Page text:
If the Turkish parliament doesn't come around and vote to allow U.S troops on its soil, look for diplomatic finger-pointing to begin in earnest over Who Lost Turkey? Now, if the CIA's special couriers can't produce the three votes needed in a second vote, then there won't be a big northern front for the war.

Older hands may point to the run-up to the Persian Gulf War, when then-Secretary of State James A. Baker III paid three visits to Turkey to show how much he valued the friendship of President Turgot Ozal. And Turkey was most cooperative.

In contrast, Secretary of State Colin L. Powell has not gone so much as once to Turkey since President Bush began talking about war with Iraq, according to the State Department's Web site.

In fact, Baker's very first trip from Washington, a week after Iraq invaded Kuwait, stopped first in Ankara, where he met with Ozal and other Turkish officials. He returned to Turkey a couple months later and then once more a few days before the U.S. bombing of Iraq.

Cicero Says

Also on the Iraq front: Bush seems to be doing better than President Bill Clinton in terms of breaks in the diplomatic ranks over his policies. When Clinton was dithering over whether to stop the Serbian slaughter of Muslims in Bosnia, five American diplomats resigned to protest his policies.

So far, only one career diplomat, John Brady Kiesling, the political counselor at the embassy in Athens, has quit over Iraq policy. Kiesling, in an impassioned resignation letter last week, told Powell the administration's "fervent pursuit of war" was contrary to U.S. values and interests and involved a "systematic distortion of intelligence" and a "systematic manipulation of American opinion" not seen since Vietnam.

"Has 'oderint dum metuant' really become our motto?" he asked.

So many administration officials have been using that phrase we were obliged to look it up. This was a favorite phrase of Caligula's. Cicero said it -- though Seneca rebuked him -- and it means "let them hate so long as they fear."

Deadline's Coming -- It's Here -- and Gone

Don't forget: Today's the deadline for the In the Loop Pick the Potentate contest. This is to find the perfect civilian regent to run postwar Iraq. Send in your nomination -- only one -- with a very brief rationale to In the Loop, 1150 15th St. NW, Washington, D.C. 20071, or via e-mail to loop@washpost.com. Include your name, occupation and work and home telephone numbers. Winners get a lovely In the Loop mug.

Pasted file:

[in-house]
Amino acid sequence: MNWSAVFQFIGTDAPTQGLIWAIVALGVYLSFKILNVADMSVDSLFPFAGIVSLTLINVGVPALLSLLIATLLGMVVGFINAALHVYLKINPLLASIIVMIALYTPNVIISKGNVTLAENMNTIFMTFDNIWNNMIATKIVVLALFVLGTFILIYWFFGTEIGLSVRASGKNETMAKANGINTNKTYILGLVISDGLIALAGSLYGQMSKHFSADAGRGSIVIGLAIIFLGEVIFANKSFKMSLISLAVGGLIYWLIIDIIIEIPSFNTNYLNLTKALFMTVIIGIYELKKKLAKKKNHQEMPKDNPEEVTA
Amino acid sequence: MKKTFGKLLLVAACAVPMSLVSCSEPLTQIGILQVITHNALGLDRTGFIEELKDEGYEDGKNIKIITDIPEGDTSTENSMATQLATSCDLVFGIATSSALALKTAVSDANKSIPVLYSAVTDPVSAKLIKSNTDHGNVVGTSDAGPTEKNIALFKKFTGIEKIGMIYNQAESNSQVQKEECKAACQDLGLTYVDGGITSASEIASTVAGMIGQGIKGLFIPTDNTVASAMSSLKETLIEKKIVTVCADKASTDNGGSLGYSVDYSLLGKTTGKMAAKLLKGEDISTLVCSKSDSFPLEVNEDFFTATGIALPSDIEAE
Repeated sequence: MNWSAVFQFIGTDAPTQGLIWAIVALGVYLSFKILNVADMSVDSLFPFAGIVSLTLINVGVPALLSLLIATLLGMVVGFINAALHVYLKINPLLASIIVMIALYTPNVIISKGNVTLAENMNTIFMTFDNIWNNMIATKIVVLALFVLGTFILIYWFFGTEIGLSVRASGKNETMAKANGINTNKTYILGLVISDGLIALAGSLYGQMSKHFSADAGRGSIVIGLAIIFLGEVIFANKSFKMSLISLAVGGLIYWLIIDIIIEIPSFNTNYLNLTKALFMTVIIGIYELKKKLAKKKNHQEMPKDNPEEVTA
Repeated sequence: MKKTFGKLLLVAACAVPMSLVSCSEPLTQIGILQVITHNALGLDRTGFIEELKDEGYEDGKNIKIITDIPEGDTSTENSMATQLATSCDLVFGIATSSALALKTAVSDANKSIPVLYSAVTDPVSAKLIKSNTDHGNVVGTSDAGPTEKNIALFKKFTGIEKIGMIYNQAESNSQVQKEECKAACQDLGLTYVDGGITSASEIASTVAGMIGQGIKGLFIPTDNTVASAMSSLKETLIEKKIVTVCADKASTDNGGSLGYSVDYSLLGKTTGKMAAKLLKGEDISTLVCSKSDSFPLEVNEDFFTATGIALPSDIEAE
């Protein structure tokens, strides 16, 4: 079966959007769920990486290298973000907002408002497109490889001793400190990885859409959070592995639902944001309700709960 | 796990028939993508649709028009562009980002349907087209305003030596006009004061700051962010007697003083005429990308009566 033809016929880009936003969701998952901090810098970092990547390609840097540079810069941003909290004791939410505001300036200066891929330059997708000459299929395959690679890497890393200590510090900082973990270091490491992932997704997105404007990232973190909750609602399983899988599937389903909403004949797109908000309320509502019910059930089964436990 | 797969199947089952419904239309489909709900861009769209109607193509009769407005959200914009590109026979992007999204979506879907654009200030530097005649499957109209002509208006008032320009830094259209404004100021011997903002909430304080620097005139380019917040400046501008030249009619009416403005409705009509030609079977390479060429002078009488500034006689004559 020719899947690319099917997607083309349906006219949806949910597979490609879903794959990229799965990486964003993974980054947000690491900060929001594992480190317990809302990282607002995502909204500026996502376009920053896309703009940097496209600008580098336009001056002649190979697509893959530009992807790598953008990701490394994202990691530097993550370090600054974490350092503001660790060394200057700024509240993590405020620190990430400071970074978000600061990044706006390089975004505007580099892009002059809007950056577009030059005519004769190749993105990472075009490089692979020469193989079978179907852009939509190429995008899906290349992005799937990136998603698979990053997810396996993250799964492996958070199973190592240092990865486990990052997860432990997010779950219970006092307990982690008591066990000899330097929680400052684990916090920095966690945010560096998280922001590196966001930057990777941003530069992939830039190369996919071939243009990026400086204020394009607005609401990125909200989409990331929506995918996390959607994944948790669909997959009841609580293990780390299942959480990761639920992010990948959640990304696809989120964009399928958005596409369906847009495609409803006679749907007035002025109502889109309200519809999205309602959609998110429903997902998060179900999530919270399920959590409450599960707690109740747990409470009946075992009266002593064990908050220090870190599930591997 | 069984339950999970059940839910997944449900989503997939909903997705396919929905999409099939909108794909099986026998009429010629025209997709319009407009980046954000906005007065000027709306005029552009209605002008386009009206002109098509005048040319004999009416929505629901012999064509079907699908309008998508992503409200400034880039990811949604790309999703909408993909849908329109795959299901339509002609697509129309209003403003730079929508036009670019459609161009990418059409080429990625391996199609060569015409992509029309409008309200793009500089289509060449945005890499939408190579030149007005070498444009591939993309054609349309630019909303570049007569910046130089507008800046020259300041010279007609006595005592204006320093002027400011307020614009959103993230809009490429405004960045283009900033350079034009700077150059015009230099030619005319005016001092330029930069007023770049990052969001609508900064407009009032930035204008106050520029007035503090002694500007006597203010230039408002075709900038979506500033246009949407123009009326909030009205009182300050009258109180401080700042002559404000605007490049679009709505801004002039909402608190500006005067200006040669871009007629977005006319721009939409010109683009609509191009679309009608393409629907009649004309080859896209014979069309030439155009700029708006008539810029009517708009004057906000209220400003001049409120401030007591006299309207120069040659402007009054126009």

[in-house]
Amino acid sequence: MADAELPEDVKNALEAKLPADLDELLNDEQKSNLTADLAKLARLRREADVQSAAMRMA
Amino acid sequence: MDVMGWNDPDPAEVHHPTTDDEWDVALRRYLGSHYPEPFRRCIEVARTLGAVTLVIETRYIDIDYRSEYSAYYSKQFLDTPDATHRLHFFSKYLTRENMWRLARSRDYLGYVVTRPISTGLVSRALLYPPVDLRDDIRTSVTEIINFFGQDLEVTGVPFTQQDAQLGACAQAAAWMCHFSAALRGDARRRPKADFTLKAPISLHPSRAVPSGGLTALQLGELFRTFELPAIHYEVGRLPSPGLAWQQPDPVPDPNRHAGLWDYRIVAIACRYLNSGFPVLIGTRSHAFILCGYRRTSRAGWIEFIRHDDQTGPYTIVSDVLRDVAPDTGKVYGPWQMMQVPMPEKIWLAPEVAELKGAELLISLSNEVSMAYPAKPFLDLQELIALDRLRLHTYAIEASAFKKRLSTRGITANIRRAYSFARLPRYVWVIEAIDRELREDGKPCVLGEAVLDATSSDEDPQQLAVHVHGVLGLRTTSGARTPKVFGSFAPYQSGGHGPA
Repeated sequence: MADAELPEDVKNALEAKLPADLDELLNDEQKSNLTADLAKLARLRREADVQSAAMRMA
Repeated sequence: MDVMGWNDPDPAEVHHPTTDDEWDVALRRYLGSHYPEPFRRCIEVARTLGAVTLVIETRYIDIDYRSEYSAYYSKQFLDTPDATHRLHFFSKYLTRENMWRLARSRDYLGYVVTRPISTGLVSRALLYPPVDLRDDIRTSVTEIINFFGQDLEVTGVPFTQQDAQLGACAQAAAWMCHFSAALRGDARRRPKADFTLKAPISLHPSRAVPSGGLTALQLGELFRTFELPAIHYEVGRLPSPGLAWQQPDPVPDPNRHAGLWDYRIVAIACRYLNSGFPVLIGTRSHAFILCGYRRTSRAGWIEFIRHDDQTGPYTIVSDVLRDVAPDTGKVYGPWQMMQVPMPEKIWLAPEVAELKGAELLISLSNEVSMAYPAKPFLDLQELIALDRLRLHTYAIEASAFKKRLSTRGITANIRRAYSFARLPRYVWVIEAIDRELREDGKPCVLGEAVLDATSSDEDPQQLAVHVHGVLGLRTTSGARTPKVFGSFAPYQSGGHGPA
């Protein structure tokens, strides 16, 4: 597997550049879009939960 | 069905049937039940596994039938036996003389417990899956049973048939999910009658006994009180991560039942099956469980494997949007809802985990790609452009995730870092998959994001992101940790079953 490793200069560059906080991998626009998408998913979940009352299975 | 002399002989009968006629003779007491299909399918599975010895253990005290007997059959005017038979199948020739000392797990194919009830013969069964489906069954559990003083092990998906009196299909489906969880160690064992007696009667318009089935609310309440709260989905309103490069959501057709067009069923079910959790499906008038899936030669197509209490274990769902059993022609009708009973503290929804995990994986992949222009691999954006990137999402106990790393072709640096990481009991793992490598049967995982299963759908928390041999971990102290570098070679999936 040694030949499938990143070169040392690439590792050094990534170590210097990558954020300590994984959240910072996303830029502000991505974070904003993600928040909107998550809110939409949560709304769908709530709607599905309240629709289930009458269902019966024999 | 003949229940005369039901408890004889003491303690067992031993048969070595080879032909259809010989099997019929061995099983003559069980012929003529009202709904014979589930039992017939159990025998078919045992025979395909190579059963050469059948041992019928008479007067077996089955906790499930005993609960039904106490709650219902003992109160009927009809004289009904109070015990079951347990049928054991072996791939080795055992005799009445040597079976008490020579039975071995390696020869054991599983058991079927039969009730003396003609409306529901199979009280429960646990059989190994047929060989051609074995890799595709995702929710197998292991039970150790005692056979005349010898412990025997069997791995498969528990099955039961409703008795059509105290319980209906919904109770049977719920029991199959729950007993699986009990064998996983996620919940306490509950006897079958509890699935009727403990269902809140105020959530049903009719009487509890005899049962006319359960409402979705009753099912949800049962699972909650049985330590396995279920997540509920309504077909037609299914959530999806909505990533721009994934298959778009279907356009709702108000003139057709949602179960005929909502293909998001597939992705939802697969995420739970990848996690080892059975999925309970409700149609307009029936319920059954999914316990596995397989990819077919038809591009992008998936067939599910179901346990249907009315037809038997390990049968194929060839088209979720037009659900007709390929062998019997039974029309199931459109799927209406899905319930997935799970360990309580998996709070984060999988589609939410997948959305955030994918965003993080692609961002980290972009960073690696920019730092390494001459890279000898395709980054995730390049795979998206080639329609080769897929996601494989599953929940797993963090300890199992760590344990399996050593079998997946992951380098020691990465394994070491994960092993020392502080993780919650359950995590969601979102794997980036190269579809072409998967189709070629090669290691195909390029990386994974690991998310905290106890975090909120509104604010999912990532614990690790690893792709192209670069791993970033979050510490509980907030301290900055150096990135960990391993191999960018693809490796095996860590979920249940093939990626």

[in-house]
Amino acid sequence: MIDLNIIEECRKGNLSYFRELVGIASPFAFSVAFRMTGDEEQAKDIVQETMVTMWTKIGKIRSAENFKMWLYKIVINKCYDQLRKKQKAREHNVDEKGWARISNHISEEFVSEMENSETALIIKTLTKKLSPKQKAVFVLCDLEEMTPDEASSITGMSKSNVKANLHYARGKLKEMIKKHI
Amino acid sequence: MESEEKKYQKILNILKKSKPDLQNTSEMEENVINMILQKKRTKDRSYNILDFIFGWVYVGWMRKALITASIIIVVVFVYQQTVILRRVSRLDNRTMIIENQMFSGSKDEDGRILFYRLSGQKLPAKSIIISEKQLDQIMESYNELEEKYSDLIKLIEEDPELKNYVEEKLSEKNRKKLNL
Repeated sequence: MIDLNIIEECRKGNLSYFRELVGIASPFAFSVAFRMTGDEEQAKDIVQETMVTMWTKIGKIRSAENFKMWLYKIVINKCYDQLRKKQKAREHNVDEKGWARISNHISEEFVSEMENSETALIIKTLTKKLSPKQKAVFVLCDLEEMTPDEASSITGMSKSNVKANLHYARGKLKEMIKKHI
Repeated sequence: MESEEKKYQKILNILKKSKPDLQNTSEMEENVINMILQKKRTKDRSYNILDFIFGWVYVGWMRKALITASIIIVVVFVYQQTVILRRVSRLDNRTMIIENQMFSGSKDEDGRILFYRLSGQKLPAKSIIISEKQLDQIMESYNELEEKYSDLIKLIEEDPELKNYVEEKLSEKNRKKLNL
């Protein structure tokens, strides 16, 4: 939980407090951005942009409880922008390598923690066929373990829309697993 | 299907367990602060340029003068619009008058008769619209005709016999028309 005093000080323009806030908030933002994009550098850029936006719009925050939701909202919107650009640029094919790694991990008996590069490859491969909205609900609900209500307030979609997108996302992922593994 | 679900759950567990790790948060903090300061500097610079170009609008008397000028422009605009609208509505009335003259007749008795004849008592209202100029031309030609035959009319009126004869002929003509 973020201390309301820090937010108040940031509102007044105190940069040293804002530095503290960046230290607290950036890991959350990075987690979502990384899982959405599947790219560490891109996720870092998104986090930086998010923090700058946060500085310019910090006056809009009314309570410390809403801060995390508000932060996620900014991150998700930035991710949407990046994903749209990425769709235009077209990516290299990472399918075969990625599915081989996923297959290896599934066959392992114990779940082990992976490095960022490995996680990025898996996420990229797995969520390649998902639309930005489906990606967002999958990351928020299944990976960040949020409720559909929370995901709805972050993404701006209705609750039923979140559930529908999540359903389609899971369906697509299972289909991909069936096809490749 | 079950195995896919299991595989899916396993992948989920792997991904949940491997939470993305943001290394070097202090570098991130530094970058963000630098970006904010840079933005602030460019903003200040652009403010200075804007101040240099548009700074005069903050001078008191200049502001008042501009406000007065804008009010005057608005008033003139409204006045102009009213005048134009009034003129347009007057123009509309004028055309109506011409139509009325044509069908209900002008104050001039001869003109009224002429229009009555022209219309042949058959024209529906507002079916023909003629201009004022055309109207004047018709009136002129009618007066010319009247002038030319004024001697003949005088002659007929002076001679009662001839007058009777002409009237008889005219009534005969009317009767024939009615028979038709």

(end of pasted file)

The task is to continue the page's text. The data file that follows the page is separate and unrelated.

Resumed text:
Is There an ECHO, Echo, echo in Washington?

Extraordinary how great minds think alike.

On Feb. 14, the Progressive Policy Institute, an arm of the centrist Democratic Leadership Council, put out its Medicare plan, saying: "Medicare will pay for an expensive and intrusive bypass operation, but not for the drugs that could prevent it. Medicare will pay for an amputation, but rarely provides the education and continuous monitoring services that can prevent people with diabetes from losing limbs."

In proposing his Medicare plan yesterday, President Bush said: "Medicare will pay a doctor to perform a heart bypass operation, but will not pay for drugs that could prevent the need for surgery. Medicare will pay for an amputation, but not for the insulin that could help diabetes patients avoid losing their limbs."

PPI President Will Marshall told The Post's Dana Milbank: "If this continues, PPI may have to start copyrighting its work. Now if only the president would lift the substance as well as the rhetoric."

Through the Looking Glass

CBS News anchor Dan Rather got the Mother of All Scoops in interviewing Iraqi President Saddam Hussein last week. So he wanted to make sure he would be at his best with probing questions.

On arrival in Baghdad, "I went to my hotel room and started preparing lists of questions and tried to memorize an outline of the questions," Rather told our colleague Howard Kurtz.

"I had 31 or 32 questions. I put them in three different orders. I practiced them. I sat in front of the mirror," Rather said, as he tried out the questions "and pretended he [Hussein] was on the other side."

Duh. He was! It did seem odd the way Hussein appeared to anticipate the questions.


Consistency is highly prized in foreign relations. So we note this article from The Washington Post on Jan. 16, 1991, hours before the bombing began in Iraq: "Other members of the U.N. Security Council rejected as appeasement France's proposal on Monday to promise Saddam that an international conference would be held on the Palestinian question in exchange for withdrawal."

"There is a fatal moment when one must act," French Prime Minister Michel Rocard said in Paris. "This moment has, alas, arrived after we have done everything to avoid it."

Nothing if not consistent.


Mea Maxima Culpa. Can't possibly apologize enough for using a colonial epithet to refer to the Pakistani press in Monday's column. We regret the error.